Over the last five decades, Jonathan Riley-Smith has revolutionized–or, more appropriately, counter-revolutionized–the historical study of The Crusades by demonstrating that they were not driven by avarice, greed, and imperialism but instead by piety, religious enthusiasm, a sense of duty, and a genuinely fervent desire to liberate the Holy Lands and return them to Christian hands. Moreover, he showed that, far from enriching themselves, the Crusaders suffered real personal expense and hardship in order to pursue what they saw as the will of God in what he refers to as “penitential warfare.” From what I’ve been able to find on-line, it appears that even most who are most reluctant to let the Crusaders and Christianity off the hook have come to accept the validity of his view.
In these lectures, Mr. Riley-Smith provides a nice short rehearsal of his basic arguments in this regard. He then moves on to a discussion of how Enlightenment opponents of Christianity, Romantic authors klike Sir Walter Scott, and anti-Imperialists of the late 19th century produced the historically warped version of the Crusades that came to be all too widely accepted in the West and that, tragically, was then adopted by Islamic jihadis to fuel hatred of Chistendom. In effect, many of the resentments of al Qaeda owe nothing to the actual history of the interaction of Christianity and Islam in the Holy Lands and everything to the misrepresentations of, if not outright lies about, that history that have been propounded in the West.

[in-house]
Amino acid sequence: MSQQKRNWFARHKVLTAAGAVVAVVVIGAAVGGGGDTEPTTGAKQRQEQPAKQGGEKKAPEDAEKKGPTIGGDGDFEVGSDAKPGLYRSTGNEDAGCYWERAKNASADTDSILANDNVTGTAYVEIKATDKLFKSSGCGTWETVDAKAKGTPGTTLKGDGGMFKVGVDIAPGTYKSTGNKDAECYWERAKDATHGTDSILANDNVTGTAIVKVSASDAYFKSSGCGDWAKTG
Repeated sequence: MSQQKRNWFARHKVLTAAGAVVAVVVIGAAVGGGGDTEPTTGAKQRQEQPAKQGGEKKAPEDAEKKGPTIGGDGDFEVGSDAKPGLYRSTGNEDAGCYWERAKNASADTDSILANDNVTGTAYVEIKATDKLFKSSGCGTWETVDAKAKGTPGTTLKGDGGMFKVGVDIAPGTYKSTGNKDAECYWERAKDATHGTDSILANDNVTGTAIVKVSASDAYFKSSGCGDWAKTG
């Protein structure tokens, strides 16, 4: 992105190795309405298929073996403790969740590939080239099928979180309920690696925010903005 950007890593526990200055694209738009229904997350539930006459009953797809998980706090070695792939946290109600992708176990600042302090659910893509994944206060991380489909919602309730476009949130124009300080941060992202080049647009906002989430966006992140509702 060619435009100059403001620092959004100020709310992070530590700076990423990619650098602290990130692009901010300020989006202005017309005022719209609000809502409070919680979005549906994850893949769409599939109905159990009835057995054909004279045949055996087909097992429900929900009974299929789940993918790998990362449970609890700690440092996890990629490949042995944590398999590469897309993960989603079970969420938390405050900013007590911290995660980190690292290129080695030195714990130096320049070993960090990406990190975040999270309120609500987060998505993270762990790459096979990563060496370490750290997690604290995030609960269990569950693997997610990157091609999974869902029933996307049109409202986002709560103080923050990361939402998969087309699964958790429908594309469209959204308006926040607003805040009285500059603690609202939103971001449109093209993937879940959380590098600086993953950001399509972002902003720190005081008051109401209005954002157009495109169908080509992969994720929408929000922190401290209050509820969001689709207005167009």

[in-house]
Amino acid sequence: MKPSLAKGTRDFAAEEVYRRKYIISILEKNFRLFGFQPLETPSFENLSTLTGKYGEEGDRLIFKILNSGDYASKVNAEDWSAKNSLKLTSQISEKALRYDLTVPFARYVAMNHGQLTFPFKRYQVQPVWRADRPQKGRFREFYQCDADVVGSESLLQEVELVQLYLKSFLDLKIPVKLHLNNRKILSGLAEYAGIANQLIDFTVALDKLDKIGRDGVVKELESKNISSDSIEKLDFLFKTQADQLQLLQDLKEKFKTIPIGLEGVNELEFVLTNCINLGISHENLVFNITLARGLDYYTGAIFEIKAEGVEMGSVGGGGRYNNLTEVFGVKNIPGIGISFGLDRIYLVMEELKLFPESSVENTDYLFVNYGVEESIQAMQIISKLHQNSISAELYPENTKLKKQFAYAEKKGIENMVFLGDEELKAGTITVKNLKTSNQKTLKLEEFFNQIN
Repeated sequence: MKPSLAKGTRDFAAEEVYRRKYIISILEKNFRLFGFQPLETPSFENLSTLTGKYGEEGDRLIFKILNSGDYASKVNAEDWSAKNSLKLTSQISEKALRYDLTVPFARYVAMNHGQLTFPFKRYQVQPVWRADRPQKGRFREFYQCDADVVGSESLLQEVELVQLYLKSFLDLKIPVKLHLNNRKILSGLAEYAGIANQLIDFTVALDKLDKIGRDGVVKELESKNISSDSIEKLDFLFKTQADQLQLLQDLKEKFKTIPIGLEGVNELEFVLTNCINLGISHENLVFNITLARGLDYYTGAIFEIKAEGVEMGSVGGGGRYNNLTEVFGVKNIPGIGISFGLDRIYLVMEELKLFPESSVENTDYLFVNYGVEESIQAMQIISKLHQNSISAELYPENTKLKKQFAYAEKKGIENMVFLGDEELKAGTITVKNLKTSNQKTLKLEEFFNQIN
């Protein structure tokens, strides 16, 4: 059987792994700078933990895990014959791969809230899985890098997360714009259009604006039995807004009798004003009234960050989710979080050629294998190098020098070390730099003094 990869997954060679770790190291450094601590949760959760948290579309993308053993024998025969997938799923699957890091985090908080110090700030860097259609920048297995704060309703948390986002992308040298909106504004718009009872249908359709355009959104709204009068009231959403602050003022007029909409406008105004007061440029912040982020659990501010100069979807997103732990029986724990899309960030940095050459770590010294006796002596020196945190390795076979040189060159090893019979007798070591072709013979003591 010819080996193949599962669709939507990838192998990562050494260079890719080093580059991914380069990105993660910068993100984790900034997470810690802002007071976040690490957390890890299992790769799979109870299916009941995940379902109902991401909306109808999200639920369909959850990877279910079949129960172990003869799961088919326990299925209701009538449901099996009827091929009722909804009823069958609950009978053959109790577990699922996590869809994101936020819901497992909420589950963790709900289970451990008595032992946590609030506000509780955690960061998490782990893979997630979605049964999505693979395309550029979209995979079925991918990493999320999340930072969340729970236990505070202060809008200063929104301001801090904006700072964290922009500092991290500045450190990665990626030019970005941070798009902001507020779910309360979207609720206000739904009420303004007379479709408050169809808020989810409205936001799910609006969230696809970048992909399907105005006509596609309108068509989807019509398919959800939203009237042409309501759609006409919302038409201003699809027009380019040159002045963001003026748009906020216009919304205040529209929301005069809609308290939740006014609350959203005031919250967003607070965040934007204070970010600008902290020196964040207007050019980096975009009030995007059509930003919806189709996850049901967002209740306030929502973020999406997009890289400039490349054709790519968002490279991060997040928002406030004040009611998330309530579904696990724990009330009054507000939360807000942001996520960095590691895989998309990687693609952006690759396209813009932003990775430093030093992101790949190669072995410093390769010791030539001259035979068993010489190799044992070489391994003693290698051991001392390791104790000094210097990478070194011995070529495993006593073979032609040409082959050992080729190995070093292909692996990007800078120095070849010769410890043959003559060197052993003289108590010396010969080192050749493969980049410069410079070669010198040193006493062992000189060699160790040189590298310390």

This slender book is a splendid corrective to the malignant view of the Crusades that remains a part of popular culture–like Ridley Scott’s Kingdom of Heaven–and a compelling rebuttal to those who claim that “they hate us” because of our own past actions. It’s a must read.
The Crusades, Christianity, and Islam